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Schiphol: what's the optimal level of pollution? November 1999 Download PDF

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The Netherlands is the most environmentally sensitive country in Europe.

For example, windsurfers are currently being accused of causing "visual pollution" along the nation’s coastline.

Evidently then, Amsterdam’s Schiphol Airport has a very high profile with environmentalists and needs an effective green strategy.

In 1995 the Dutch Government produced an integrated plan which included over a hundred different measures related to the future development of the airport. Whilst approval was given for the construction of a fifth runway, which was aimed at diverting traffic to a less noise sensitive approach to the airport rather than to providing more runway capacity, the airport was also set a series of environmental limits.

These were primarily:

  • A noise contour that was not to exceed 15,000 houses until 2003, and to be reduced to 10,000 houses beyond 2003;
  • Total passengers handled not to exceed 44m in any one year;
  • Total cargo tonnes handled not to exceed 3.3m in any one year.

The growth in traffic at Schiphol (passenger numbers increased by 9.7% in 1996, 13.2% in 1997, and 9.4% in 1998) has meant that the airport exceeded its noise contour limitations in both 1997 and 1998, resulting in the airport being taken to court. The government allowed an exemption to be granted to Schiphol for the breaches of the noise limitations but in turn put in place a limitation in the future growth of slot movements at the airport.

The maximum number of annual slot movements has been set at 380,000 movements for 1998 and annual increases to be limited to 20,000 movements thereafter. In 1999, the airport will keep below its limit of 400,000 movements and meet its noise limitations. The question for Schiphol is, however, how to meet future demand whilst meeting the both the limitations on movements and the need to meet the more stringent noise target that will come into force at the end of 2003.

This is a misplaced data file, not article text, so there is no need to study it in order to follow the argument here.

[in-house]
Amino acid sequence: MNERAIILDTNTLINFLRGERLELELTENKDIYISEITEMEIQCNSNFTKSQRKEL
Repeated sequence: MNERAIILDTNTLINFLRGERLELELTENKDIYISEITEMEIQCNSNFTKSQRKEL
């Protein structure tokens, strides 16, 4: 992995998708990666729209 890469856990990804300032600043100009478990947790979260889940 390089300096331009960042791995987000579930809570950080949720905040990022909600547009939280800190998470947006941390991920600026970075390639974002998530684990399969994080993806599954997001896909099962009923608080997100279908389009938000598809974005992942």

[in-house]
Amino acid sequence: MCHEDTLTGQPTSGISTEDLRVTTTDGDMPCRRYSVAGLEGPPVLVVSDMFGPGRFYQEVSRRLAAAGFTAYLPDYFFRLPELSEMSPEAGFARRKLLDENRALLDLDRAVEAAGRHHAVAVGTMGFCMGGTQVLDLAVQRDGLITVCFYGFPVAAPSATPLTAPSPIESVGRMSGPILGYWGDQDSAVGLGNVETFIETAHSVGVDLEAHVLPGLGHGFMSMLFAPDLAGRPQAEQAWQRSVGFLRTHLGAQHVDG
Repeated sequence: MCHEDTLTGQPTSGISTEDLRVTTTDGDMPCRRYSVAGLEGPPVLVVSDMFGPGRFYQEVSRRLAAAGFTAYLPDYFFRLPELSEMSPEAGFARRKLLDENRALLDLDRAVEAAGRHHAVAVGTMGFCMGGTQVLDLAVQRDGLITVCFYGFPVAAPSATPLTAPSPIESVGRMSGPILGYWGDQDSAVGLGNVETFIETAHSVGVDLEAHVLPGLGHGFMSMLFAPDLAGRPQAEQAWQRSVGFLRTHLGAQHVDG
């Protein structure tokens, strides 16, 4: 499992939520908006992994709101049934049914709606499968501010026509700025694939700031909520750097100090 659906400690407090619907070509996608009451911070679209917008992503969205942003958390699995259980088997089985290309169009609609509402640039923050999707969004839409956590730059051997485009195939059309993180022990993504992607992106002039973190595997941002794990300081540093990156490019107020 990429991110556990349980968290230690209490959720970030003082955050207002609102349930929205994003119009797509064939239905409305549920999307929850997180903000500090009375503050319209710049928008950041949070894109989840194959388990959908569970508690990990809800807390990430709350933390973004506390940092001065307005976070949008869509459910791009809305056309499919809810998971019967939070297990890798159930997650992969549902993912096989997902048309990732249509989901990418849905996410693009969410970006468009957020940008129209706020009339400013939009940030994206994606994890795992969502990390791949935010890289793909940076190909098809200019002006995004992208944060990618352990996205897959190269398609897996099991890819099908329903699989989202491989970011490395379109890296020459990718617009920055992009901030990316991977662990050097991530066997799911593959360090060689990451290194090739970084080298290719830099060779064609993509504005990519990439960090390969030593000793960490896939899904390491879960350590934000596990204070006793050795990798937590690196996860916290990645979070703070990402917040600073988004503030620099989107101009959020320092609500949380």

Modelling policies

A study* to monitor environmental capacity issues at the airport has come up with some interesting initial findings on the measures that could provide the optimal balance between economic costs and environmental benefits. Under the high growth scenario, Schiphol on an unconstrained basis would be expected to handle some 64m passengers p.a. by 2010, up from its 1998 level of 34m passengers.

The study then modelled several policy variants that would keep Schiphol within its environmental constraints, but at the same time allowing growth at the airport at a minimum cost to the airport’s users (the airlines).

The outcome of modelling two of these variants — involving financial measures and imposing noise and capacity limitations — are shown below. (Other options considered included changes to flight scheduling and technical operations.)

The modelled options were assessed by their impact on:

  • Passenger traffic (split by terminating and transfer passengers, business and leisure, and by short and long–haul);
  • Noise (split by cargo and passenger, type of aircraft, and by usage of the airport throughout the day); and
  • Cost to the airlines.

Option 1:

A Fl12.50 (US$26) levy per departing seat or Fl125 per tonne of cargo